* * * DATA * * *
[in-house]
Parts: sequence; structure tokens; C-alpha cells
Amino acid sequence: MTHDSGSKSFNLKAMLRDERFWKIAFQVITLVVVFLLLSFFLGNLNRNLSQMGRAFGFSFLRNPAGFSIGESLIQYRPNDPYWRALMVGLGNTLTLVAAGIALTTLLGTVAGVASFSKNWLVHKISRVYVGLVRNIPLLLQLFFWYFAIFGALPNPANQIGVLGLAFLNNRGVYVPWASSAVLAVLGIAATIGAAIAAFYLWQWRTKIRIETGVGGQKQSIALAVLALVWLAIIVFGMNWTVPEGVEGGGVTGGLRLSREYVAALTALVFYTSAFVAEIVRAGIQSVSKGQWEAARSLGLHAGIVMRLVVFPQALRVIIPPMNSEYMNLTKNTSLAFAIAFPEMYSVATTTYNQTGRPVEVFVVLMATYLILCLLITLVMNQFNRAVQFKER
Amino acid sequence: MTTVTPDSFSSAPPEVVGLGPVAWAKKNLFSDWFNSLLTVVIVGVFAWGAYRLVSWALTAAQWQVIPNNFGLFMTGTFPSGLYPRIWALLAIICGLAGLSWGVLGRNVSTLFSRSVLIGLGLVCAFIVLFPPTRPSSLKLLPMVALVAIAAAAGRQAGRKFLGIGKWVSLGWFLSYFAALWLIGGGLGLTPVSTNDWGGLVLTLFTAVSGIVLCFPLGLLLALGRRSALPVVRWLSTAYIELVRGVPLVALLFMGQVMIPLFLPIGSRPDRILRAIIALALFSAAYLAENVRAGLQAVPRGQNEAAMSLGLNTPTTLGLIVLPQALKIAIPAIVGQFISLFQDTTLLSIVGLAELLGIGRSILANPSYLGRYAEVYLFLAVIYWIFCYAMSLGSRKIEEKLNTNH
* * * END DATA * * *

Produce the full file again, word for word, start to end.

[in-house]
Parts: sequence; structure tokens; C-alpha cells
Amino acid sequence: MTHDSGSKSFNLKAMLRDERFWKIAFQVITLVVVFLLLSFFLGNLNRNLSQMGRAFGFSFLRNPAGFSIGESLIQYRPNDPYWRALMVGLGNTLTLVAAGIALTTLLGTVAGVASFSKNWLVHKISRVYVGLVRNIPLLLQLFFWYFAIFGALPNPANQIGVLGLAFLNNRGVYVPWASSAVLAVLGIAATIGAAIAAFYLWQWRTKIRIETGVGGQKQSIALAVLALVWLAIIVFGMNWTVPEGVEGGGVTGGLRLSREYVAALTALVFYTSAFVAEIVRAGIQSVSKGQWEAARSLGLHAGIVMRLVVFPQALRVIIPPMNSEYMNLTKNTSLAFAIAFPEMYSVATTTYNQTGRPVEVFVVLMATYLILCLLITLVMNQFNRAVQFKER
Amino acid sequence: MTTVTPDSFSSAPPEVVGLGPVAWAKKNLFSDWFNSLLTVVIVGVFAWGAYRLVSWALTAAQWQVIPNNFGLFMTGTFPSGLYPRIWALLAIICGLAGLSWGVLGRNVSTLFSRSVLIGLGLVCAFIVLFPPTRPSSLKLLPMVALVAIAAAAGRQAGRKFLGIGKWVSLGWFLSYFAALWLIGGGLGLTPVSTNDWGGLVLTLFTAVSGIVLCFPLGLLLALGRRSALPVVRWLSTAYIELVRGVPLVALLFMGQVMIPLFLPIGSRPDRILRAIIALALFSAAYLAENVRAGLQAVPRGQNEAAMSLGLNTPTTLGLIVLPQALKIAIPAIVGQFISLFQDTTLLSIVGLAELLGIGRSILANPSYLGRYAEVYLFLAVIYWIFCYAMSLGSRKIEEKLNTNH